What a major letdown this illustration was! I fully admit that I haven’t been keeping up with all the latest developments on the Airbus A320 series of aircraft, but I had a pretty strong assumption that the A321neo LR (Long Range) was going to look significantly different than the run-of-the-mill A321neo. Maybe a larger wing with redesigned winglets? A taller vertical stabilizer? Perhaps some changes to the engine cowlings? Nope, nope, and nope.
As far as I can tell (based on all the pics of pre-production A321neo LR’s I’ve seen on the internet), there are only a few very minor visual differences over a standard non-LR version:
- Boarding doors are reduced to three (from four on the standard A321). It’s the second one (just ahead of the wing) that has been eliminated.
- Two small over-wing emergency exits have been added, though there is an option to eliminate one.
- The second-most rear boarding door has been moved back slightly (by four frames).
- A black “bandit mask” has been added to the cockpit windows, similar in design to the A350 and A330neo. From a distance, I think this looks pretty cool and fits well with the smaller proportions of the A321. However, when you look at it up close you can see that the shape of the bandit mask doesn’t match very well with the shape of the windows and it looks nothing short of awkward (and like a total afterthought). It works well on the A350 and A330neo since the windows match the outline of the mask perfectly, but I’m not so sure it’s appropriate here with the square windows. I get why Airbus is doing it (it’s a design language / corporate branding thing) but it looks totally forced in this scenario.
The problem with creating templates for aircraft that aren’t even in production yet is the fact that there are many unknowns that won’t likely be answered until they crank up the production line and start spitting these things out. Part of me thinks that a black bandit mask won’t make it to full production, because really – it just doesn’t fit the shape of the windows at all.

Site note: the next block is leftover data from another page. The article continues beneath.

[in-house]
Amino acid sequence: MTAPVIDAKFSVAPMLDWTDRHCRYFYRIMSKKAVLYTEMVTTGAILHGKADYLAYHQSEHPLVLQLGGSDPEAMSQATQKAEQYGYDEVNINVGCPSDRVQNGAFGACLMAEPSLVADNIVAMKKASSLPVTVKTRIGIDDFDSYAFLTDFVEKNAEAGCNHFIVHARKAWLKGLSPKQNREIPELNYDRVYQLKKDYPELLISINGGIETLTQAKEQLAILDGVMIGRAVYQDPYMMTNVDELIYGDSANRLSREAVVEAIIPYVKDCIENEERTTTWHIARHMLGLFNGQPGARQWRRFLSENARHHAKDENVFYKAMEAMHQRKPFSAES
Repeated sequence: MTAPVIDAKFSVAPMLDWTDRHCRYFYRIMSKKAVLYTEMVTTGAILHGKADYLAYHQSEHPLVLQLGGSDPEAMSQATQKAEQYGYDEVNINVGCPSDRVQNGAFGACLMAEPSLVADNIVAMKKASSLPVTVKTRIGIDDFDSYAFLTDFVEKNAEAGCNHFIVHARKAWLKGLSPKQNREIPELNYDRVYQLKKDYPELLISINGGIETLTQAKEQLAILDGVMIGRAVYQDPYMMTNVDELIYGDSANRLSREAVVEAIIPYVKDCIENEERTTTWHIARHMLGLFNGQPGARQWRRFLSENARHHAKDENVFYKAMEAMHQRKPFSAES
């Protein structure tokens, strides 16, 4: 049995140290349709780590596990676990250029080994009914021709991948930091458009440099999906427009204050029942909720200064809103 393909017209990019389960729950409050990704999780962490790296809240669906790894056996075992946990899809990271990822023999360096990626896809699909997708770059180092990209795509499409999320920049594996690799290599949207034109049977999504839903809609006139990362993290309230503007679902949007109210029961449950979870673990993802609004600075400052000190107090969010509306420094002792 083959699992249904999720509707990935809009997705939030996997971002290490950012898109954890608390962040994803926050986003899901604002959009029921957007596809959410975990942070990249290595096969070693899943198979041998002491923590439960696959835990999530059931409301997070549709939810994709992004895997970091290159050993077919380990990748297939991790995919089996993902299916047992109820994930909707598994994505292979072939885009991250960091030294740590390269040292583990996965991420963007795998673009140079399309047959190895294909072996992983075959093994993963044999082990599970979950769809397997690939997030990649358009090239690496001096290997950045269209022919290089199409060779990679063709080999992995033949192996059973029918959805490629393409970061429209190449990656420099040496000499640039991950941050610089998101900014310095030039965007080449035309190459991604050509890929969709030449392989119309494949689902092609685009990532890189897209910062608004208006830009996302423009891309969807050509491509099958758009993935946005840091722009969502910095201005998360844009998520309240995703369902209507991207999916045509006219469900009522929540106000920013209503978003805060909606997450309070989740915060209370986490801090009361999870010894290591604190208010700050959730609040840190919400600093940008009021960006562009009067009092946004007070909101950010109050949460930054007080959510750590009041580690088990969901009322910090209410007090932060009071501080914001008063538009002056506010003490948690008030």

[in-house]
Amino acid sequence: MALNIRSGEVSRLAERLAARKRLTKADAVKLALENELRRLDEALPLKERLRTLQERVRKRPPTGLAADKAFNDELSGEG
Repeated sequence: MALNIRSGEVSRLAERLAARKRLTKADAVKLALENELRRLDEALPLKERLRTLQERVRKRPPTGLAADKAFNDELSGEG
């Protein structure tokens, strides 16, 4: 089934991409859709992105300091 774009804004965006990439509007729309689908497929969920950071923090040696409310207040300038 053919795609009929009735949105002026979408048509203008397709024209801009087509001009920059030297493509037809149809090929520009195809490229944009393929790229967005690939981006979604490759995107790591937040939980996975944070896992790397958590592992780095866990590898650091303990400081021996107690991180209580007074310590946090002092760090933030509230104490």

Perhaps (just maybe?) the cockpit windows are going to be completely redesigned similar to the way that the A330neo windows were? I wouldn’t think it’s very likely at this point, with production starting very soon and it seems as if it’s a major structural change that would have been seen in testing years ago.
Another question I had while creating this template was about the engines. As deep as I dug through the Interwebs, I couldn’t confirm whether or not that the Pratt & Whitney engines are going to be an option or not. All of the pictures that I’ve seen of preproduction aircraft (and concept illustrations) seem to imply that the CFM LEAP 1A engines are the only choice, and I found no mention of Pratt & Whitney on the Airbus website – or anywhere else for that matter. I guess I’m just going to have to wait and see, and if a Pratt & Whitney powered A321neo LR ever comes into existence, I’ll be sure to illustrate a version of that one too. But for now, I’m just going to skip it.
Anyway, I can’t help but to feel somewhat unsatisfied at the moment, because I was really looking forward to digging into my existing A321neo template and making some pretty big and significant changes to create this long range version. Moving a few windows and doors doesn’t satisfy my creativity at all – especially combined with the fact that the bandit mask looks totally out of place surrounding those square windows and the designer in me wants to redesign that very (very) badly. Hey Airbus – give me a call sometime and I’ll help you figure out how to fit those A350 and A330neo-style cockpit windows onto this thing!
Speaking of challenges, I’m quite looking forward to my next template. I’m going to give the RJ85 / BAe146 a crack since it’s one of my most requested aircraft types at the moment, and I can’t wait to dive head first into that one. Please note that there will be a slight delay though, as I have some travel coming up next week and therefore I won’t be able to finish it for at least another two weeks (maybe longer) – but it is coming!
NorebboMy name is Scott, and I started in the design industry over 20 years ago with a bachelors degree in Industrial Design from the College for Creative Studies in Detroit, MI. I have an extensive background in both 2D and 3D illustration, and these days, I spend a majority of my time creating aircraft templates and airliner art. I’m basically an airplane dork.
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